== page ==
Palabras clave: Factores climáticos; lenga; métodos de raleo; Patagonia


Nothofagus pumilio (Poepp. et Endl.) Krasser (lenga) is the most important native species for timber production in southern Patagonia both in Chile and Argentina. In Chile, N. pumilio forest covers an area of approximately 3.6 million ha, concentrated mainly in the regions of Aysén and Magallanes. In Magallanes, primary N. pumilio forests cover approximately 735 thousand ha, while second-growth forests cover approximately 131 thousand ha, which have originated from adult forests partially or totally destroyed by old fires or unregulated logging since the colonization period in the 19th century. In southern Patagonia and Tierra del Fuego, approximately 200–300 thousand ha were transformed into pasture (Lara and Cruz, 1987, Cruz and Schmidt, 2007). In many cases, the pastures were abandoned, and a secondary forest was re-established. In Tierra del Fuego, second-growth forests cover an area of approximately 61 thousand ha (CONAF, 2011).

Thinnings and improvement cuttings in young N. pumilio forests have only been applied experimentally or in small extensions in Patagonia (Uriarte y Grosse, 1991, Chávez, 2002, Schmidt et al., 2003, Contreras, 2004, Maulen, 2015), despite the existence of state subsidies for their application (Neira y Rivas, 2013). Thinnings in secondary forest stands would reduce the time required to yield larger and better-priced logs, concentrate growth on selected trees, and harvest an intermediate yield that would otherwise be lost by natural mortality.

In Central European forestry, a variation of a selective thinning (Schädelin, 1942), commonly referred to as crop tree thinning in the sense of the German term Z-Bäumen (Abetz, 1979) or the American term free thinning (Helms, 1998, Nyland, 2016), has been frequently used. These healthy and vigorous future crop trees are promoted in the long term by removing a defined number of competitors (Pretzsch, 2009). By future crop tree thinning (FCT henceforth), we mean the selective thinning in young stands (pole timber stage), where final crop trees are chosen and permanently marked and kept until reaching a desired target diameter at breast height (dbh). Trees other than future crop trees are kept alive and may represent a fair proportion of the total basal area.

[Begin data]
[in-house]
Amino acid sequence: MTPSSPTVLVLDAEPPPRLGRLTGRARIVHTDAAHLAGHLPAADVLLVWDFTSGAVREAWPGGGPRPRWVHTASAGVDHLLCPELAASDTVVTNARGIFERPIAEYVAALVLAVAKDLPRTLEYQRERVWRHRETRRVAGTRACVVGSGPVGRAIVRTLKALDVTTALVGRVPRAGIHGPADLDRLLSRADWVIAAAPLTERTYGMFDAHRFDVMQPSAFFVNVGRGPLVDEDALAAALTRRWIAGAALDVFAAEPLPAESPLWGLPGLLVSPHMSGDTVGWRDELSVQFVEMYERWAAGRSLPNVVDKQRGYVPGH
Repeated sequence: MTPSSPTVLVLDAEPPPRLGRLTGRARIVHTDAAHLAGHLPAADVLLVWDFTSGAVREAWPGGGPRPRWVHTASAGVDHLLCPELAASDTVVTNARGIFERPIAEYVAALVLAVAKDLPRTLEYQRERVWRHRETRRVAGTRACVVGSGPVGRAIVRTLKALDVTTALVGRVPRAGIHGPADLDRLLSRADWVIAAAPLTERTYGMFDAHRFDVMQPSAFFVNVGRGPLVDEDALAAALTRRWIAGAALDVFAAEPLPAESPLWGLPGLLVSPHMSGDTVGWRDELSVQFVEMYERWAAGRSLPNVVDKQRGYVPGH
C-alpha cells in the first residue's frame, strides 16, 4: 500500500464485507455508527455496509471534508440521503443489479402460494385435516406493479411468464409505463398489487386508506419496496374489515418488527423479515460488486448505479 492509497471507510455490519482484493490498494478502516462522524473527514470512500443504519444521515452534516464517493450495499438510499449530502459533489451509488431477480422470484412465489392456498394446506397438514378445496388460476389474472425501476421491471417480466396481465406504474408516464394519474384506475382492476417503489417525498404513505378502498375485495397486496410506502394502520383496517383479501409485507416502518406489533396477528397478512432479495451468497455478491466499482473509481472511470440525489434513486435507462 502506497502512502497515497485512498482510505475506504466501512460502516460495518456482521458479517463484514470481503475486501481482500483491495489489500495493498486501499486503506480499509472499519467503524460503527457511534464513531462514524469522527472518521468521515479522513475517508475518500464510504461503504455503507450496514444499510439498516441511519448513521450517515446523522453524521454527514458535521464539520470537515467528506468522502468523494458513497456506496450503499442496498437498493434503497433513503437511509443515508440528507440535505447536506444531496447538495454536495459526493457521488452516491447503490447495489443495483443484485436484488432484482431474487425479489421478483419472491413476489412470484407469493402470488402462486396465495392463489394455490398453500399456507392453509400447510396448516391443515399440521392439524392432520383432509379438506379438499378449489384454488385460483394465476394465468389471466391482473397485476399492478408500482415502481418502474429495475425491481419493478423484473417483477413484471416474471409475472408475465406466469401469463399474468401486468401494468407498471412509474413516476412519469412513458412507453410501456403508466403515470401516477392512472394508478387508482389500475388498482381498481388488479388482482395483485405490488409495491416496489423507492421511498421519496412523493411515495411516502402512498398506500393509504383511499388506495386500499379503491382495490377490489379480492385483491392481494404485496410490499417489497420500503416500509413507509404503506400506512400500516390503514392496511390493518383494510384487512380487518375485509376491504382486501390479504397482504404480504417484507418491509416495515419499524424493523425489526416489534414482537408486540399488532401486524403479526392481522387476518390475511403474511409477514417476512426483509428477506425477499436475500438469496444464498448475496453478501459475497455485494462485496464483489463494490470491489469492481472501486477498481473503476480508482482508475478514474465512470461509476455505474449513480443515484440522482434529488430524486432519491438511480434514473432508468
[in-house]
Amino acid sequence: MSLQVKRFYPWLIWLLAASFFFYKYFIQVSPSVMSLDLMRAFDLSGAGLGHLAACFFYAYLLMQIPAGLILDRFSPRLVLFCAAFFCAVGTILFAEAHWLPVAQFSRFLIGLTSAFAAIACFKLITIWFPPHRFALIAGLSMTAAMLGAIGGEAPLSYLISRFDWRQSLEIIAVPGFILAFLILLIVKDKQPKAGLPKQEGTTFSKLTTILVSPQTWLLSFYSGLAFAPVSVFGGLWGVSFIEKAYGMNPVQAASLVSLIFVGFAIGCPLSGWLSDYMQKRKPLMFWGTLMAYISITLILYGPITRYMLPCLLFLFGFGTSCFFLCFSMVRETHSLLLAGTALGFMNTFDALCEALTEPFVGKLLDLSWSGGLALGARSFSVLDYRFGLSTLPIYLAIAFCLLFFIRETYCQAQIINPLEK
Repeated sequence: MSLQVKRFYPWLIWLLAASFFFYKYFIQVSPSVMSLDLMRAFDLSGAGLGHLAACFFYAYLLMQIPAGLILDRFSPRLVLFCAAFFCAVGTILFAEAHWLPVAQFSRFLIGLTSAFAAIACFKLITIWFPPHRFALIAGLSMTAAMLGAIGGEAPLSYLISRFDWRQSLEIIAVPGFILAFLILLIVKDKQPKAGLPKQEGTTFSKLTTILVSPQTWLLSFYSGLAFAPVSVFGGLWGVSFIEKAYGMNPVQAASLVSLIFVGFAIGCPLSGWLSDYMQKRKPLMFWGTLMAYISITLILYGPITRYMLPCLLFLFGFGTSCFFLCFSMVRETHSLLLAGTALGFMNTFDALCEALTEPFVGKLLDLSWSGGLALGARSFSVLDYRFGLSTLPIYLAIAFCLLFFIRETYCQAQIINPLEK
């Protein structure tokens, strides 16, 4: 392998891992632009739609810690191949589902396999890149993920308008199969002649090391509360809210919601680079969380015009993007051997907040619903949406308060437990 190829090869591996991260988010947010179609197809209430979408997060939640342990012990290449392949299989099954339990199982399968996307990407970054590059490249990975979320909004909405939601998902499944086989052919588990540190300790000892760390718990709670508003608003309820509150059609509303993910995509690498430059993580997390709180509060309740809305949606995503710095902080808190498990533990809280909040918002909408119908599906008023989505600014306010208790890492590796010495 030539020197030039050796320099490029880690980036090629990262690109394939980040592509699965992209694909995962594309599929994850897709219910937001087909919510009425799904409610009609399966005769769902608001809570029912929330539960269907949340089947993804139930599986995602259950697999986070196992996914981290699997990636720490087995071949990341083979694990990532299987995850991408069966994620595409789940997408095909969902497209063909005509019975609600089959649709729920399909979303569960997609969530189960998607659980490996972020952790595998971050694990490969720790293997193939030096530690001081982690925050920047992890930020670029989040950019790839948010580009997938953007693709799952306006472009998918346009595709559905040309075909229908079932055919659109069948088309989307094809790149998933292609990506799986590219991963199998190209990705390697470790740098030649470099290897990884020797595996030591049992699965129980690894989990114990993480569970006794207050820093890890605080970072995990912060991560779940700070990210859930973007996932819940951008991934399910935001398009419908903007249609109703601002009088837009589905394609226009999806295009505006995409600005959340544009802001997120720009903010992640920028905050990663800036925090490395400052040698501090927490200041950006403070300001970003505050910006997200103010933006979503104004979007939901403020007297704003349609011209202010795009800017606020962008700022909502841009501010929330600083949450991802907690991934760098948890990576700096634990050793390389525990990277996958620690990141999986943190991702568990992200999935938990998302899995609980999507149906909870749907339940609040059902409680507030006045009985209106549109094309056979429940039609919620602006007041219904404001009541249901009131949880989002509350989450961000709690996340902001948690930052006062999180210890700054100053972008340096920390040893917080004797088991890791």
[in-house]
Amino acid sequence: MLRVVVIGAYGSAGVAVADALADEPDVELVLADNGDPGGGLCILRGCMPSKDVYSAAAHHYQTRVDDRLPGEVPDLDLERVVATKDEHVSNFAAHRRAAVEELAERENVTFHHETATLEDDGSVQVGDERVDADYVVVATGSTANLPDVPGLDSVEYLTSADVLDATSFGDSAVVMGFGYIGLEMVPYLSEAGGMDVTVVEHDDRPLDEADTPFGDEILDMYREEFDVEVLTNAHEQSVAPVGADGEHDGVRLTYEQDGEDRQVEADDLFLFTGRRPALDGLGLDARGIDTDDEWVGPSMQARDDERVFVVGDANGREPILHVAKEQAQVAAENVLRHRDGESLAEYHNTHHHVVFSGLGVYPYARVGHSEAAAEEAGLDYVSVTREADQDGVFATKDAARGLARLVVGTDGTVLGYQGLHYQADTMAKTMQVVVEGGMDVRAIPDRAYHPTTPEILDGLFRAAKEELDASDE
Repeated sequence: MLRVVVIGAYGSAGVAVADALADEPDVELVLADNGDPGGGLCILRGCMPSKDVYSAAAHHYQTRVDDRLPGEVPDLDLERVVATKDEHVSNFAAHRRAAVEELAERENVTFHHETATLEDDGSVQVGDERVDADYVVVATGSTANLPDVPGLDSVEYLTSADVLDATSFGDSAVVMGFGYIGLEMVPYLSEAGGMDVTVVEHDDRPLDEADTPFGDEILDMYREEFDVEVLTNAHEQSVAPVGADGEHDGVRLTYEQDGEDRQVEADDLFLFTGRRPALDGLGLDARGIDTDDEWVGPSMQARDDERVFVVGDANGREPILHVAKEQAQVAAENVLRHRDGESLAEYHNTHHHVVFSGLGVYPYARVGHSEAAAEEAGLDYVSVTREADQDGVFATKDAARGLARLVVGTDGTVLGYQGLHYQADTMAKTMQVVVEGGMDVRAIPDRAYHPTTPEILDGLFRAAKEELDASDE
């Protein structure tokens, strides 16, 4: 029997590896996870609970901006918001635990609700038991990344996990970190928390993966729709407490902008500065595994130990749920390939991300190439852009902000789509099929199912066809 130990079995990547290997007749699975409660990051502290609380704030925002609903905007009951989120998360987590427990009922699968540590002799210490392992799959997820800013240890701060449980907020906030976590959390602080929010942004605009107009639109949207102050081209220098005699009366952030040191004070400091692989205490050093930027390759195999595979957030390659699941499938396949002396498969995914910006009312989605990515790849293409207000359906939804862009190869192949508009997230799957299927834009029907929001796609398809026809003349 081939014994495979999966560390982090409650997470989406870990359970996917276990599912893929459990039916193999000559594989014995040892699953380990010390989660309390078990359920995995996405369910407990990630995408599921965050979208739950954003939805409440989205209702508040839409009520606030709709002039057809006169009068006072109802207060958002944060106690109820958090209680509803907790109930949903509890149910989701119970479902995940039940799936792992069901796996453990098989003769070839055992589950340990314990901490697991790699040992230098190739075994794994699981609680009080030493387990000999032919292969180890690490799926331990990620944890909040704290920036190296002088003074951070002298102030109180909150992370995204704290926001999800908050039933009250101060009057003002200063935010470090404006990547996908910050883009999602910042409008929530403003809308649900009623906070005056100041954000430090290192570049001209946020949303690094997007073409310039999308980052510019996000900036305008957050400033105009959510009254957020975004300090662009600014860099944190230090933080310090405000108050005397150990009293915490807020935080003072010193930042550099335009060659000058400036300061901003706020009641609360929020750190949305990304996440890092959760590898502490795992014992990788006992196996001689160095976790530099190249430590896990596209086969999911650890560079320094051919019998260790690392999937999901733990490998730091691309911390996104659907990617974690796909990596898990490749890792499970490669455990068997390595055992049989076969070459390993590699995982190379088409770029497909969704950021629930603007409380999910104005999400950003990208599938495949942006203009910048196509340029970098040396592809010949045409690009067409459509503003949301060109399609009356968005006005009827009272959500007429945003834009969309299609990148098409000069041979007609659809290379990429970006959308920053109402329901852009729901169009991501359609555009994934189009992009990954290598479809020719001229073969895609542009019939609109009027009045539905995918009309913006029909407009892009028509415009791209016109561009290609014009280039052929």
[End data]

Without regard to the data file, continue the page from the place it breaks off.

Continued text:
There are several reasons for the lack of interest in applying thinnings in young N. pumilio forests in the Magallanes Region in Chile. Thinning trials in the region have dealt mostly with thinning from below, testing different intensities in spacing and basal area. The current thinning from below scheme considers leaving a residual stand with a high density of young trees, which leads to high intraspecific competition resulting in a modest growth response and low-quality timber in the future (Cruz, 1997). In addition, a thinning from below would generally involve felling the small-diameter trees, which would be generally left in the forest as a result of the low demand for small logs and the high logging and transport costs.